month, marks the renewal of the lunar cycle. 
Sic. 1, 34.— Pha. 13, 17.) The lotus, fat 
as a sacred plant to the people of India, the . 
Brahms (Maurice, Hut. of IndoX. 1, 60), ft 
that of Hsrpocrates ; the persea, brought hoi 
pia by a sacerdotal colony (Diss*. Sic. L c— 
Nicandr. Tkerapeut. 9. 764) ; the smogtosssn 
seven side* recall to mind the seven plsai 
which was styled, on this account, the ghx 
skies (Kneker, (Erf. JBfyfL 8, 3) ; the onio 
pellicles were thought to resemble so many o 
spheres, sod which was therefore viewed ss 1 
ble image of the universe, always different ai 
waya the same, and where each part served as 
resentativo of the whole ; all these became 
symbols laving; mors or lees connexion with a 
icsl science. In them the people beheld tb< 
of ancient adoration, and the priests character* 
enabled them to mark oat and perpetuate thi 
tine discoveries. To these elements of wor 
added, without doubt, the influence of locali 
at one time disturbed by partial differences 
formity which the sacred caste were desirous 
liabmg, and at another associated with the r 
had refer ante to the general principles of astr 



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science, certain practices which resulted merely from 
peculiarity of situation. Hence, on the one hand, the 
diversity of animals adored by the communities of 
Egypt. Had these been merely pure symbols, would 
the priests, who sought to impart a uniform character to 
their institutions, have ever introduced them? These 
varieties in the objects of worship are only to be ex- 
plained by the yielding, on the part of a sacerdotal or-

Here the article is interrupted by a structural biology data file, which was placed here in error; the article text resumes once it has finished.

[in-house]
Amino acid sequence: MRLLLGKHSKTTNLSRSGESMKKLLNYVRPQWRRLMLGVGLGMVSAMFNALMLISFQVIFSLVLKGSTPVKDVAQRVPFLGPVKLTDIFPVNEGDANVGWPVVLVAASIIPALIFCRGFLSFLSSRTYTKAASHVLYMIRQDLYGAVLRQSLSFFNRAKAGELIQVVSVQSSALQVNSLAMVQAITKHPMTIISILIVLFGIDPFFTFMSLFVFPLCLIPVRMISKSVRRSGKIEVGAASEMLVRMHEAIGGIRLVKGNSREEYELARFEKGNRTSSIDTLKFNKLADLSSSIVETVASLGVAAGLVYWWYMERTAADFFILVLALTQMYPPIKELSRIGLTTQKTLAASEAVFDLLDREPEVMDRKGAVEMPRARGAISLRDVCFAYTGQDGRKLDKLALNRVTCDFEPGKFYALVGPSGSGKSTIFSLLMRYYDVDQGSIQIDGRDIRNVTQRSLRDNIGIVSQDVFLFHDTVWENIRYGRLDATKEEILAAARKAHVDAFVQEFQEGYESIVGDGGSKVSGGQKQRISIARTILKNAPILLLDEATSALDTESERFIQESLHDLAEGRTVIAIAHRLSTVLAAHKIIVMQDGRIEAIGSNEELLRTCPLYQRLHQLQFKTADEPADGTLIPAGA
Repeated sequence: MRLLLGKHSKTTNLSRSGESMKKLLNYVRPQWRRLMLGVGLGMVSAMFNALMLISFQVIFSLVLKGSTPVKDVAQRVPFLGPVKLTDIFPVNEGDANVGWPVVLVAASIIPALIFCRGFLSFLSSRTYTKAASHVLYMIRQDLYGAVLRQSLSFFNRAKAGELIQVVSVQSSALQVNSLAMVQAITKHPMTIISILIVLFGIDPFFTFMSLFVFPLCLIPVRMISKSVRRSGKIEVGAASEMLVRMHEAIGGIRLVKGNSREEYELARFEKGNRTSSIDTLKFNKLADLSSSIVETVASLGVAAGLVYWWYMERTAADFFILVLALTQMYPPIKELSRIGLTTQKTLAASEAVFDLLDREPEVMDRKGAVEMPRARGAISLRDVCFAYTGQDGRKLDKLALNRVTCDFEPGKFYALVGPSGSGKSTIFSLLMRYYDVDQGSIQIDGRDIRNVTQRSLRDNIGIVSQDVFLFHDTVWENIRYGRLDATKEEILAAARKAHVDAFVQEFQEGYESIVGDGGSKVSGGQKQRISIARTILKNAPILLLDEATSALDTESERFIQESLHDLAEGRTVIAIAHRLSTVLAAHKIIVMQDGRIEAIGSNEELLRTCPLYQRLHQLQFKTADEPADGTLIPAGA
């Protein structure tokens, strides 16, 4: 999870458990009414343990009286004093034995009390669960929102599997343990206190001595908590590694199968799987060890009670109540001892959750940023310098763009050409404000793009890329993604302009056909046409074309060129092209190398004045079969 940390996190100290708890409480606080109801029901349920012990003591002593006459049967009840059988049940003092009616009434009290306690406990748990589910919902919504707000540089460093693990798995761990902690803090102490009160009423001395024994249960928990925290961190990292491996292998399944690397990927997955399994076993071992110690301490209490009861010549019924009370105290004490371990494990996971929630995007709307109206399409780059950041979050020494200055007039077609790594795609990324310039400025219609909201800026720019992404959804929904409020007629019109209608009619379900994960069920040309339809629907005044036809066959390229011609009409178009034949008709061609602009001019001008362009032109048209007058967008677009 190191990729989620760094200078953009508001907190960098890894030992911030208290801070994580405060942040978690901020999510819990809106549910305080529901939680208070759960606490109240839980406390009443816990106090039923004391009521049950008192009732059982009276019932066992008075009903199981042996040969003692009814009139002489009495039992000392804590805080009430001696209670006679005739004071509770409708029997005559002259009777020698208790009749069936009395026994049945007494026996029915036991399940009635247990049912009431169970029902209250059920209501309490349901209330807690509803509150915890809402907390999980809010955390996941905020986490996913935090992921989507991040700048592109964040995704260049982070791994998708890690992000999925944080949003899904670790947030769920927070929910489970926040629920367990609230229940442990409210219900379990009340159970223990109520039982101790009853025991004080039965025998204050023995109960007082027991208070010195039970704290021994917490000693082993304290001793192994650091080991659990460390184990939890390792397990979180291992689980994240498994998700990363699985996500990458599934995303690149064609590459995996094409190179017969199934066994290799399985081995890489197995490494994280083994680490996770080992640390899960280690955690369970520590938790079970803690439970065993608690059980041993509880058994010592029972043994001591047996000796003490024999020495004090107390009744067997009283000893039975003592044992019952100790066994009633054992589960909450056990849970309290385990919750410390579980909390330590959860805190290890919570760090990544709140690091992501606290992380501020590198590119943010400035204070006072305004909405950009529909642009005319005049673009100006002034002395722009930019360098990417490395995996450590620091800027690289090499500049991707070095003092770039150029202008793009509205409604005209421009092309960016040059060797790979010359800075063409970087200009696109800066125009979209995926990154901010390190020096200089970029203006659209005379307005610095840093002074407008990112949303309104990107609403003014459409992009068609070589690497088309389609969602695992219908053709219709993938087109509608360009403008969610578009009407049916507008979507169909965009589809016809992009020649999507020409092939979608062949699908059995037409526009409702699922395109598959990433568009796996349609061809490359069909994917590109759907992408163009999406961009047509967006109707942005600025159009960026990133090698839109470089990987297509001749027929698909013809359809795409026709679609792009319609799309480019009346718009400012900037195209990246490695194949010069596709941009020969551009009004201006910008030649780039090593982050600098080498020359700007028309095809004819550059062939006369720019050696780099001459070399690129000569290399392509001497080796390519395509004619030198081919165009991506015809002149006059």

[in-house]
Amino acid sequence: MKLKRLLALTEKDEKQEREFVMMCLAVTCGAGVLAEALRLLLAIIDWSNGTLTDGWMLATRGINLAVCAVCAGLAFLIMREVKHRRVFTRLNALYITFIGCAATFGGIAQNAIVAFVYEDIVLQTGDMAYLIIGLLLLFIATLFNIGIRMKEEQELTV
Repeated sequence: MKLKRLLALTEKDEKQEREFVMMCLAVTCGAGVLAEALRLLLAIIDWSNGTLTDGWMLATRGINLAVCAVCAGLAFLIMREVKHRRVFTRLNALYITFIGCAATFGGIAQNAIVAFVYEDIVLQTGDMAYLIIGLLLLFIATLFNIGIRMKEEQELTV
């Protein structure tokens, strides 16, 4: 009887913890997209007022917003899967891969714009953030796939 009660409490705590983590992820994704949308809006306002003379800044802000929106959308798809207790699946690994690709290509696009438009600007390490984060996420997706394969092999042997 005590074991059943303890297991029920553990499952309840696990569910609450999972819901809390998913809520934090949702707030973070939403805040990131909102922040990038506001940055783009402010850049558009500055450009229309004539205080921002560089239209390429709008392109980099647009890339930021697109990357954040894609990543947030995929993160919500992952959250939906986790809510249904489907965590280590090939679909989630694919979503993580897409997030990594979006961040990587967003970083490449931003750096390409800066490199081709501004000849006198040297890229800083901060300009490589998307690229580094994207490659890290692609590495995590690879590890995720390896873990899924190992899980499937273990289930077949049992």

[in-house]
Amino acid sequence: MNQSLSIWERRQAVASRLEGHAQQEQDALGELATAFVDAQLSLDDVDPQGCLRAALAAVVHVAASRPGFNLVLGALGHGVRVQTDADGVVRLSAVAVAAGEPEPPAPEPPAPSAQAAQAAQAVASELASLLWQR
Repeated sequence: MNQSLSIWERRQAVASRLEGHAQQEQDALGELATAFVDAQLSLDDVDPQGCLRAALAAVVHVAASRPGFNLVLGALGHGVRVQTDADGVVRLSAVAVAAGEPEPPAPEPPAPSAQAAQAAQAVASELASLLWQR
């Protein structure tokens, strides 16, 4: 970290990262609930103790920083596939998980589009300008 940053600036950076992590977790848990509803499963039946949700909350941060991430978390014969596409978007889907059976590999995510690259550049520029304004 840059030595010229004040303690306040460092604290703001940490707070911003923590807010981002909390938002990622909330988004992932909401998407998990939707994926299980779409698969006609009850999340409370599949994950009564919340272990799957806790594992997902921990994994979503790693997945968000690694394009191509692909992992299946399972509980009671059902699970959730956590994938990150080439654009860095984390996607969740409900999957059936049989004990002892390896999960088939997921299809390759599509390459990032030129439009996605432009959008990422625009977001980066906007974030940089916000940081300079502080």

der, to the antecedent habits of the people. (Vogel, 
Set. der J£g„ p. 97, stqq.) Hence, too, on the other 
hand, those numerous allegories, heaped up together 
without being connected by any common bond, and 
forming, if the expression be allowed, so many layers 
of fable. Apis, for example, at first the manitou-pro- 
totvpe of his kind, afterward the depository of the 
soul of Osiris, is found to have a third meaning, which 
holds a middle place between the other two. He is 
the symbol of the Nile, the fertilizing stream of Egypt ; 
and while his colour, the spots of white on his front, 
and the duration of his existence, which could not ex- 
ceed twenty-five years, have a reference to astronomy, 
the festival of his reappearance was celebrated on the 
day when the river begins to rise. The result, then, 
of what we have here advanced, is simply this : The 
animal- worship of the Egyptians originated in fetichism. 
The sacerdotal caste, in allowing it to remain unmo- 
lested, arrayed it in a more imposing, garb, and, while 
they permitted the mass of the people to indulge in this